This argument is much more straightforward in that it does not require assumption of religious-like concepts like Platonic objects. If someone believes in platonic objects, let him bring forth evidence of their existence. (I will deal with a religious assumption that platonic objects exist in the next post.) Likewise, if he believes that we live in a Matrix, and all information we have is owned by some Matrix machine, let him also bring forth that evidence. Prima facie, it seems that information is nothing but patterns of matter that can either be recognized by our brains (by creating a set of isomorphic patterns in them) or not.

(The burden-of-proof argument is significant, by the way. If someone believes that platonic objects exist, he must formulate exactly what they are and how he knows about them. It may still turn out, from his evidence, that they cannot be property. For instance, if platonic objects exist in a non-material world, created by G-d, then who says they are our property? They are G-d's property. To be sure, so are all the objects in the material world, but G-d granted people rights of ownership because of the scarce/rivalrous nature of the objects. My point is: we can't willy-nilly state some theory without looking at its context.)

* * *

Significantly, this means that information is scarce. Only one person can read a given piece of information in a given book. Or, at least, it is as scarce as the carrier of the given instance of information. And someone certainly can own information -- by owning its carrier. If I bought a book from you, I now own the ideas in the book: the specific patterns of ink that create isomorphic patterns in my brain. You don't own them, because you don't own the book (since I bought it from you).

Can I use these patterns to create new patterns? (Either by copying the book or by using its fantasy-land setting to write my own book.) Why not? I am using my property the whole time. The book and information within it is my property. The new book that I am writing is also my property: I am using my paper and ink (presumably). I can sell it to anyone I want, since it's my property.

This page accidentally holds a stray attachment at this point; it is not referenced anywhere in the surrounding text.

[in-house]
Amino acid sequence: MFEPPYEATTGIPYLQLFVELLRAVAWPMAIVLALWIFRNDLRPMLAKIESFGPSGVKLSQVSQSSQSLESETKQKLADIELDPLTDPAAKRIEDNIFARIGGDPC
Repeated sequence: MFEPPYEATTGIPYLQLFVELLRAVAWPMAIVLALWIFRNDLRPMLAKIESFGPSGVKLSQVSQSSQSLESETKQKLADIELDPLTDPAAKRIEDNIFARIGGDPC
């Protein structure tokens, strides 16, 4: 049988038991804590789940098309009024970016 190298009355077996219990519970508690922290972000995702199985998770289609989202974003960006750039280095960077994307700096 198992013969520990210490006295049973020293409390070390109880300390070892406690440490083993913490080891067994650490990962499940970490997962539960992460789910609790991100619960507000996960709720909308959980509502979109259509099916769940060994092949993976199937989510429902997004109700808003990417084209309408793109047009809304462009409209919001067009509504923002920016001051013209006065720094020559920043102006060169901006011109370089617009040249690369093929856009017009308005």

So, this analysis still argues against IP. And to me it seems like a much more straightforward approach that does not require the mental gymnastics of scarcity and justification for property rights. (Which I will deal with in the next post.) It's not clear to me why Kinsella, who is an atheist (and writing mostly for an atheist crowd) does not use it.
* * *
One can probably also criticize the platonic model as somewhat vague and incoherent. Imagine I re-write The Hobbit, replacing each instance of "Bilbo" with "Shmilbo". Is my Shmobbit the same ideal object as Tolkien's Hobbit? What if I write a novel (as has been done) from the point of view of Orcs: in which the latter and Sauron are actually misunderstood fighters for freedom against the oppression of the West? What if I write a novel whose fantasy-land setting has Misty Mountains, but nothing else from the Middle Earth? How about the Misty Mountains and a forest called Lothlórien? What if in my novel, the plot is very similar to Tolkien's (someone goes somewhere to destroy some object of power), but doesn't use the same details?